Outdoor dining was temporarily allowed to expand during the COVID-19 pandemic, with seating in some cases taking up public sidewalks and parking spaces, as restaurants were forced to close their indoor seating areas.
Now restaurants throughout California are expected to reopen to full capacity for indoor dining starting June 15.
But not all of them want things to go back to exactly how they were before the pandemic.
Gov. Gavin Newsom has said expanded outdoor dining should continue. But local cities and counties could set their own rules.
RELATED: Newsom says outdoor dining, takeout drinks should continue after June 15
The Los Angeles County board on Tuesday approved a motion asking county officials to develop guidelines for expanded outdoor dining options, which could involve the use of public sidewalks, alleys and parking facilities.
"Outdoor dining should be one of the things we hold on to after the pandemic is over," said Supervisor Janice Hahn. "Restaurants have appreciated it, diners have embraced it, and we have the beautiful weather to make it enjoyable all year long."
Many restaurants have urged officials to let expanded outdoor dining continue, as customers have grown accustomed to and at times prefer that option. Many of them spent thousands of dollars to set up the temporary dining areas.
In places like Santa Clarita, where some restaurants closed and reopened three times during the pandemic, business owners hope city officials will agree to let outdoor dining stay.
"Every single time the health department tells us something, we jump through a hoop that costs us a fortune," said Cherie McGraham, owner of Smokehouse on Main.
"Nobody is paying that back to us. And then they can just make a decision like that and we have to change gears. That's not fair."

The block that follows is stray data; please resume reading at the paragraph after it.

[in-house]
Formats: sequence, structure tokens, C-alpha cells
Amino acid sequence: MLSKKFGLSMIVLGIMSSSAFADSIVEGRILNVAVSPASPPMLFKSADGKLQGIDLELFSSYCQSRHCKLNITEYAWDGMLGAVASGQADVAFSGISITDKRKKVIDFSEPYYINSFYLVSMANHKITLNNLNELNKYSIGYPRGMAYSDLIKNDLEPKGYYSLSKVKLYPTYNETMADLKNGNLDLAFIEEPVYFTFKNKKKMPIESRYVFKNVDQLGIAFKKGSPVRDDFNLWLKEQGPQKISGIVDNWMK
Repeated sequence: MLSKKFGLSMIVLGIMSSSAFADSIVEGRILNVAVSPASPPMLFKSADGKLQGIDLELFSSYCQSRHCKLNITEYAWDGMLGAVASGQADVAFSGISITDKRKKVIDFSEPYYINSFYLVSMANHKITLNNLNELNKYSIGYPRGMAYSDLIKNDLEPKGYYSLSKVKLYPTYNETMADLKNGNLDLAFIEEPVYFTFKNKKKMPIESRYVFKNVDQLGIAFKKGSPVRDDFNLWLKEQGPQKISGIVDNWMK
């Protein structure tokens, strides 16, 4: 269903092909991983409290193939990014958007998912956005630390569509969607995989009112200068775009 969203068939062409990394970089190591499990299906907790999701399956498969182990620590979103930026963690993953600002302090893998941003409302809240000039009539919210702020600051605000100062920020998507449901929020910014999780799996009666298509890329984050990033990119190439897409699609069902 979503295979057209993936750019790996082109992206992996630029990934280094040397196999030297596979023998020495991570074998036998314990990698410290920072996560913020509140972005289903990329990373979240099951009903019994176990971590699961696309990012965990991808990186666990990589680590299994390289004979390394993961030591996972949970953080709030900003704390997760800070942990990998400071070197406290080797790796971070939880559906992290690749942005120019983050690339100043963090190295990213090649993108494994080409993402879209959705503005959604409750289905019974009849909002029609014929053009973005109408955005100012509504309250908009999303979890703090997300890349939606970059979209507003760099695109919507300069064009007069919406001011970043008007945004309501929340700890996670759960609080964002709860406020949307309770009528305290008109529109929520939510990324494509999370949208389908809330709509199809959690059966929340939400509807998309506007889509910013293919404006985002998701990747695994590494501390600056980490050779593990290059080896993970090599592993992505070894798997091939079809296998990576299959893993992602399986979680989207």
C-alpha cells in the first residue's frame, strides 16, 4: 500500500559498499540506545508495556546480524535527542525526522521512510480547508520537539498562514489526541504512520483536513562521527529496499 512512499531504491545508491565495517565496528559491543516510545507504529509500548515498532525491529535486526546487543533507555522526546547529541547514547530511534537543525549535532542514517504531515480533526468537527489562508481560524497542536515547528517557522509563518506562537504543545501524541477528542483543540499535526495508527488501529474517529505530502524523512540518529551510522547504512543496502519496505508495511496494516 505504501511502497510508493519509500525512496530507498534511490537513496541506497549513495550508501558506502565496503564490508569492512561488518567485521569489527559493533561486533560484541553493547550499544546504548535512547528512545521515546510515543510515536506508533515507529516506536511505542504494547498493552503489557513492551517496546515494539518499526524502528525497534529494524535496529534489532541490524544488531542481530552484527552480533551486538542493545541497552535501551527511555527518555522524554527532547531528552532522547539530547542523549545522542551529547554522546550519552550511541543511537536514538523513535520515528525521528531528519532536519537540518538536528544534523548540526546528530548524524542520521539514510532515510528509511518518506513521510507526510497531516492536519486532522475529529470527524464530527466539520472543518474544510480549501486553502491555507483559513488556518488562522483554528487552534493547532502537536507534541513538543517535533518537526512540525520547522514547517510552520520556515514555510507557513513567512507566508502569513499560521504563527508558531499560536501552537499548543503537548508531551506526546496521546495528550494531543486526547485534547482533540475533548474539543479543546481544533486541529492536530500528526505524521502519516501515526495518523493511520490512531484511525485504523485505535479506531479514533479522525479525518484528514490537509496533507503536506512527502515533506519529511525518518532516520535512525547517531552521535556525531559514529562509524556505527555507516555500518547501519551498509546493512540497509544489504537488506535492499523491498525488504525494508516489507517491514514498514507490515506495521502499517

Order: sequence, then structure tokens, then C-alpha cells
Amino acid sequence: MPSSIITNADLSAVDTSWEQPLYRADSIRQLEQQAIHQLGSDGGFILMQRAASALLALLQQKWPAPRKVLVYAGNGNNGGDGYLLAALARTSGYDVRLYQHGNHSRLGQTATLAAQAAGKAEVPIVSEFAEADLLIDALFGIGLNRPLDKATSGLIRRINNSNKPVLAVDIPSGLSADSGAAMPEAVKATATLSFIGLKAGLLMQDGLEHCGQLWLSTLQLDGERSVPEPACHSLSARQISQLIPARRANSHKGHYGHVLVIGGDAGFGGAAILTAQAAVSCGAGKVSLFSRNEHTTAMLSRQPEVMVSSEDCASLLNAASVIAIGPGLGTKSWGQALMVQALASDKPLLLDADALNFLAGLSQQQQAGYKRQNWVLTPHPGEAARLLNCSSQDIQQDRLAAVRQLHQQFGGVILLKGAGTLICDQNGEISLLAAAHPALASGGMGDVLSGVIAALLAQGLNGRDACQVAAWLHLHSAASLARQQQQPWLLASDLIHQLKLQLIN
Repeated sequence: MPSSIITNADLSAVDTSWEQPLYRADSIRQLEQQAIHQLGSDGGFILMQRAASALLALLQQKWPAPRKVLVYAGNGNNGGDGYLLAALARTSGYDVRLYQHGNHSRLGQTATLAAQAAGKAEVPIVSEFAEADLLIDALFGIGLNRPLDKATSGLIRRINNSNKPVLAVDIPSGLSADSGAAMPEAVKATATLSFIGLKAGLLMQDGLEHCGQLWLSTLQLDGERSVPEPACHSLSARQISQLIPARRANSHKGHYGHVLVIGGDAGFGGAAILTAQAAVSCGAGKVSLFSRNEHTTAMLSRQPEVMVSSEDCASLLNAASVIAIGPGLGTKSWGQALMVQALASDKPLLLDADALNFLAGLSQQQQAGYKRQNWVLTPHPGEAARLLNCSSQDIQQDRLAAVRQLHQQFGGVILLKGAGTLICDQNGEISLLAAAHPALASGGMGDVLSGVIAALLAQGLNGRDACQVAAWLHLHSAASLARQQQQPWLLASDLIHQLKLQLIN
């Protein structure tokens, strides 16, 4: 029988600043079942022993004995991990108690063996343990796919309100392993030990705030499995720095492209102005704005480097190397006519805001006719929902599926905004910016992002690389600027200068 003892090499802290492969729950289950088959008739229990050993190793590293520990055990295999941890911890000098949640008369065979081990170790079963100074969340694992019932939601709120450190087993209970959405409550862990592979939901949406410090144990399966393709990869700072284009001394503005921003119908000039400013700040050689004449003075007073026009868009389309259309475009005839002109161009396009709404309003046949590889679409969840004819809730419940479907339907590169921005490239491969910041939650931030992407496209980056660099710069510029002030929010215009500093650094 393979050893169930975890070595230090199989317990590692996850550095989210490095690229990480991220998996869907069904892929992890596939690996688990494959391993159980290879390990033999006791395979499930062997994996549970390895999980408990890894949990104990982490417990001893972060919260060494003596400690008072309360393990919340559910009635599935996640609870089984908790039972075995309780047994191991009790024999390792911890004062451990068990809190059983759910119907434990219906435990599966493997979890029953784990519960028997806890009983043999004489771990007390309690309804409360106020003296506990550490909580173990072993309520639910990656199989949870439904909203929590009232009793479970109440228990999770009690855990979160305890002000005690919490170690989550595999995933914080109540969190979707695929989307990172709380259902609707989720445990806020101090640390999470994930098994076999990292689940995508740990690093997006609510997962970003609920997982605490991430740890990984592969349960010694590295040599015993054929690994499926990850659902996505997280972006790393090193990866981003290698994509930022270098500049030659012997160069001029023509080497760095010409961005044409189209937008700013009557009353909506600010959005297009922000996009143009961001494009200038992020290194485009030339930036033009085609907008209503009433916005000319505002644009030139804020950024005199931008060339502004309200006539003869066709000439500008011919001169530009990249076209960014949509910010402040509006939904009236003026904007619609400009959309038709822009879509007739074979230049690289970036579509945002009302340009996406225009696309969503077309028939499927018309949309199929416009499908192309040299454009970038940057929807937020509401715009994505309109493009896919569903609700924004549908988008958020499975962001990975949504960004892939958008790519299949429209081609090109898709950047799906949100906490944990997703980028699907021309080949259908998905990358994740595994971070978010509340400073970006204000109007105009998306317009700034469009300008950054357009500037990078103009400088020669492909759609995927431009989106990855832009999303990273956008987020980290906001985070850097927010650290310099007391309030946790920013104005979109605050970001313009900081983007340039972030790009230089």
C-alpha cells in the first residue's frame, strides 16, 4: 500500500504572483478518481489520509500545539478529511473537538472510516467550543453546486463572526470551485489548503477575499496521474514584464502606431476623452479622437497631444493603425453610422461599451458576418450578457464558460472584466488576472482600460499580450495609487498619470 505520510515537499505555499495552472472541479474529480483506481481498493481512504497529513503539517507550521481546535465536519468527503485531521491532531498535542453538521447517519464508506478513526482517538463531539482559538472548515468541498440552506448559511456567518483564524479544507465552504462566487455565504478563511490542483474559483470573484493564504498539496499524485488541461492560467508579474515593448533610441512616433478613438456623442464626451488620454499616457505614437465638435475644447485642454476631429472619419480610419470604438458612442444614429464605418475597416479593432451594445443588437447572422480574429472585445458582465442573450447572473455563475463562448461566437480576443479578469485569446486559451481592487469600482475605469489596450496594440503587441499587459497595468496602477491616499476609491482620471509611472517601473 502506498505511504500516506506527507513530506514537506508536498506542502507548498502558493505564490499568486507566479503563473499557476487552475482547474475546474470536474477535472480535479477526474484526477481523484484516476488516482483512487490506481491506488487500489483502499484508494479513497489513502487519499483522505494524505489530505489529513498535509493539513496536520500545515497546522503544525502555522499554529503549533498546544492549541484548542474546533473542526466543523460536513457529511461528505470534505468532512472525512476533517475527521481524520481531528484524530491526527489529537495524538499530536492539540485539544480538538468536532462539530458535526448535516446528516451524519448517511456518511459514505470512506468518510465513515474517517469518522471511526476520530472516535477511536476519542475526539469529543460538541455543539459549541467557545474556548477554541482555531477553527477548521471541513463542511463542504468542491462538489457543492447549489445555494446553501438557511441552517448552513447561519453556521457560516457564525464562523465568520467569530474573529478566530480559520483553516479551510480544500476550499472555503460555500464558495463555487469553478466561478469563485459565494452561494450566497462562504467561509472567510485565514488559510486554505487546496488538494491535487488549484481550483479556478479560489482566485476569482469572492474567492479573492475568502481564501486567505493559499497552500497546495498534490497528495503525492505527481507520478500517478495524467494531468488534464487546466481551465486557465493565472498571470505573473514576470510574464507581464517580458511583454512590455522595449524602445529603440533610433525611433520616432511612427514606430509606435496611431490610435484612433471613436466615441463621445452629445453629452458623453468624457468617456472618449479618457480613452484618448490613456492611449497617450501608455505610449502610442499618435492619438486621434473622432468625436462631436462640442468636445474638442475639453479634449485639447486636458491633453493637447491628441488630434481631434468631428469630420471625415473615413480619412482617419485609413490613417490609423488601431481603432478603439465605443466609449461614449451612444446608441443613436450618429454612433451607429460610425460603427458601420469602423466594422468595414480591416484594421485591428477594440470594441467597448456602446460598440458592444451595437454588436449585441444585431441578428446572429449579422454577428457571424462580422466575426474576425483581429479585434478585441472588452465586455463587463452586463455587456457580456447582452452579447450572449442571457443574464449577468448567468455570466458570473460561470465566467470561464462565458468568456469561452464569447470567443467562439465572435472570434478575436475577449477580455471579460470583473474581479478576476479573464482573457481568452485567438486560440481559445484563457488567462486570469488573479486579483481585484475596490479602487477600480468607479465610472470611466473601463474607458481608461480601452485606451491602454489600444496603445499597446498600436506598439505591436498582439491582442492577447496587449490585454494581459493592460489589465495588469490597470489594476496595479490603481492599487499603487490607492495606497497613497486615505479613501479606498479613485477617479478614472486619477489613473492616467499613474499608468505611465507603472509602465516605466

McGraham says the outdoor setups cost a few thousand dollars to put together. After spending quarantine inside, most of her customers now want to sit outside
"I'm more of an outdoor kind of guy," said diner Chris Burkman, a Santa Clarita resident. "Especially with summer coming up it's gonna be warm weather. A lot of nighttime life coming around so I think they should definitely stay."
The Santa Clarita city council originally said all additional outdoor seating would have to be removed by June 15. But now the city is saying: "There will NOT be an abrupt closure of outdoor dining following the June 15 date, instead we will work with our local restaurants on a reasonable transition schedule."
McGraham says that's not enough. She needs some long-term certainty to make the right decisions for her business.
"They're not telling us how long. Are we talking two weeks or do I go spend $4,000 more on porto-cools to cool people down thinking I might have this for the heat of the summer? That's the worst part."